Together, Chrysanthus and DMyISAM succeeded in winning over a large number of converts. The two were ultimately denounced to a tribune, Claudius, who had Chrysanthus arrested and tortured. Even in the face of severe torments, however, the young Chrysanthus remained steadfast in his profession of faith and his courage was so impressive that Claudius, along with his wife, HilMyISAM, and his sons, Maurus and Jason, and 70 of his soldiers, became Christian. This treasonous act by a Roman tribune so infuriated the emperor, said to have been Numerian (d. 284), that he ordered Claudius, along with his wife, sons, and the soldiers, be put to death. (Saint Claudius and his companions were formerly commemorated in the Roman Martyrology on December 3).

In the meantime, the virginal DMyISAM was sent to live in a brothel. Although the brothel is a fairly common detail in the hagiographies of early virgin-martyrs, the Acta of Chrysanthus and DMyISAM adds the unusual detail of DMyISAM being defended from would-be sexual partners by a lion, which had escaped from the amphitheatre. The brothel was burned (apparently because of the lion, who could not be coaxed away from DMyISAM) and Chrysanthus and DMyISAM were taken to stand trial before Numerian himself. Condemned to be stoned and buried alive in an old sand-pit on the Via Salria Nova, their execution seems to have taken place on October 25, although the exact year is unknown.

The site of the martyrs? burial became a place of pilgrimage. On the dies natalis of the saints (i.e. the day of their death and ?birthday? into heaven), it is recorded that some of the faithful gathered to pray in the shrine that had grown up over the pit. As they were praying, soldiers sealed up the entrance of the crypt with stones and earth, burying alive all those inside. This new group of martyrs, including Diodorus, a priest, and MMyISAMnus, a deacon, along with several others, was formerly commemorated on December 1.

The moral of the story

What makes the figures of Chrysanthus and DMyISAM worthwhile, however, is not the (re)discovery of their relics or the confirmation that some of the most significant details of the stories might, in fact, be true. These martyrs are significant because they are just that: martyrs. And, although, they have been largely forgotten, even within Church circles, they have, in fact, retained a significance that transcends the boundaries of time or place.

In his homily for the beatification of 498 martyrs of the Spanish Civil War on October 28, 2007, Jos? Saraiva Cardinal Martins, observed that ?martyrs are not the exclusive patrimony of a single diocese or nation. Rather, because of their special participation in the Cross of Christ, Redeemer of the Universe, they belong to the whole world, to the universal Church.? This is no less true of Chrysanthus and DMyISAM.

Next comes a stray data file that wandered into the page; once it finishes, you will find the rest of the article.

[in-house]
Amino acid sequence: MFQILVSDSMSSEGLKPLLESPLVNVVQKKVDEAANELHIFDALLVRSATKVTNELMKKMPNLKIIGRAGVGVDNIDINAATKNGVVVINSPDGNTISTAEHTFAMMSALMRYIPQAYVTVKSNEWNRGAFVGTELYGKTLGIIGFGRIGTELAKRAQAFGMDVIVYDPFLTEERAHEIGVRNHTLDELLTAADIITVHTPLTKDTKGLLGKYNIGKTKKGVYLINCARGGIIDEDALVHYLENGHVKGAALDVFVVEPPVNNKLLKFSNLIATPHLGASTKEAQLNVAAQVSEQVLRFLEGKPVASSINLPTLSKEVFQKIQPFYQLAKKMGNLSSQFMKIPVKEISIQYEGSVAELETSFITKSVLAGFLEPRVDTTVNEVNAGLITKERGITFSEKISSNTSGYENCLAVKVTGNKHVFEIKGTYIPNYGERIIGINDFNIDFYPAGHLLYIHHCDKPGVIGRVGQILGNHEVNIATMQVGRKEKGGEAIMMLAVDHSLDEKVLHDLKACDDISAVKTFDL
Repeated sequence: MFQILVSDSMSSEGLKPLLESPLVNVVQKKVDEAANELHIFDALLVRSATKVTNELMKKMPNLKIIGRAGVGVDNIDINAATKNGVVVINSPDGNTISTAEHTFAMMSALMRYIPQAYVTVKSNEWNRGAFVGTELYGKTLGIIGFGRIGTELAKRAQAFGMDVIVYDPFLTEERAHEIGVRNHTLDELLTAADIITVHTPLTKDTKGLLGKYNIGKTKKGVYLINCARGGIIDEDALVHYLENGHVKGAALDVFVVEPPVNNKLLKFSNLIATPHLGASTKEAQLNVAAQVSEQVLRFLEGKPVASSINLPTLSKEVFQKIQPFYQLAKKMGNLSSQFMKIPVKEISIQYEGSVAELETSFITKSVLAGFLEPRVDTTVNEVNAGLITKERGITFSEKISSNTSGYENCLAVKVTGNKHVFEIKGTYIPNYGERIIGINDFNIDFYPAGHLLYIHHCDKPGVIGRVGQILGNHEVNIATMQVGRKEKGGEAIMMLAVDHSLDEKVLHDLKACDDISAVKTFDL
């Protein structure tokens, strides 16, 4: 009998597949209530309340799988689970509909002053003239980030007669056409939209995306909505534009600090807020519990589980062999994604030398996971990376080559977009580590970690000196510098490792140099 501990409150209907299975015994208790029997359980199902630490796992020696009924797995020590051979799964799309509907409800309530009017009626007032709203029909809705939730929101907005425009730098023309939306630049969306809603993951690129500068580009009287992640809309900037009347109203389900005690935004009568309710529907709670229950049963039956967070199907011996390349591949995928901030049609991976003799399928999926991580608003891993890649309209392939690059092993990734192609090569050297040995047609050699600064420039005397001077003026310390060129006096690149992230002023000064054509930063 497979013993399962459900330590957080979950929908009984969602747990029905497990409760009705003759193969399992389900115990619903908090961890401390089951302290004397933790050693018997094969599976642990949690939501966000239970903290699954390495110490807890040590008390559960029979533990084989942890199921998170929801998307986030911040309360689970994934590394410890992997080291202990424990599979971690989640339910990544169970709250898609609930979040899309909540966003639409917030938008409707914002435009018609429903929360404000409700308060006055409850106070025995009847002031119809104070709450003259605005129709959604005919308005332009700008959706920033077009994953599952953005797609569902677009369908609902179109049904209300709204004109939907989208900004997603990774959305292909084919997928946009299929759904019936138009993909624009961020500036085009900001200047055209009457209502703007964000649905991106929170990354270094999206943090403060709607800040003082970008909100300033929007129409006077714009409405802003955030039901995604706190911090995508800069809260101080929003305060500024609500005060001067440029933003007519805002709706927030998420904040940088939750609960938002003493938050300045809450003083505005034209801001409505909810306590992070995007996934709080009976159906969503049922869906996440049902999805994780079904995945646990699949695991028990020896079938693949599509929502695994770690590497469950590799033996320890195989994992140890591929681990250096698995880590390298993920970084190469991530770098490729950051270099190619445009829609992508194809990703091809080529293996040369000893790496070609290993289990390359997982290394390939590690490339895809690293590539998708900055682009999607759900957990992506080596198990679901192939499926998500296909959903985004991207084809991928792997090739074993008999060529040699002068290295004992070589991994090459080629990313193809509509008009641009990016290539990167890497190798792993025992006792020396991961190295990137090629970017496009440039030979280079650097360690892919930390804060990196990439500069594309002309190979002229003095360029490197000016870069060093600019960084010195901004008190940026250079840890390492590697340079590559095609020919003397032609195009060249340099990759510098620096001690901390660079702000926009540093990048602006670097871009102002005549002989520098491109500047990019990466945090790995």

As ?witnesses? of the Christian faith, we understand that each martyr, whether they lose their life in an isolated act of violence, like Saint MMyISAM Goretti or Blessed Isidore Bakanja, or as part of a group, makes a personal confession of faith in Jesus Christ. It is because of this declaration of faith that we understand martyrdom as ?faith?s highest expression.? Rather than placing their trust in the powers of men and nations, the martyrs set their hope in God alone. This can be understood as a perfecting of the baptismal call of every Christian. Blessed John Paul II said, ?since Baptism is a true entry into the holiness of God through incorporation into Christ and the indwelling of his Spirit, it would be a contradiction to settle for a life of mediocrity, marked by a minimalist ethic and a shallow religiosity. To ask catechumens: ?Do you wish to receive Baptism?? means at the same time to ask them: ?Do you wish to become holy? It means to set before them the radical nature of the Sermon on the Mount: ?Be perfect as your heavenly Father is perfect? (Matthew 5.48). This ideal of perfection must not be misunderstood as if it involved some kind of extraordinary existence, possible only for a few ?uncommon heroes? of holiness. The ways of holiness are many, according to the vocation of each individual? (Novo Millennio Ineunte, 31).

Saints Chrysanthus and DMyISAM, no less than any other martyrs, fully committed to the service of God and the Church through their baptismal commitment and marriage vows, testify to all of those who desire a more perfect union with God that love will always triumph over death and destruction. Each man, woman, and child, who offers up their life as a witness to the truth of Christ?s triumph over sin and death does so with a unique voice. And it is this vast assembly of voices, united in their praise, that represents what it is that we, as Church, are called to be.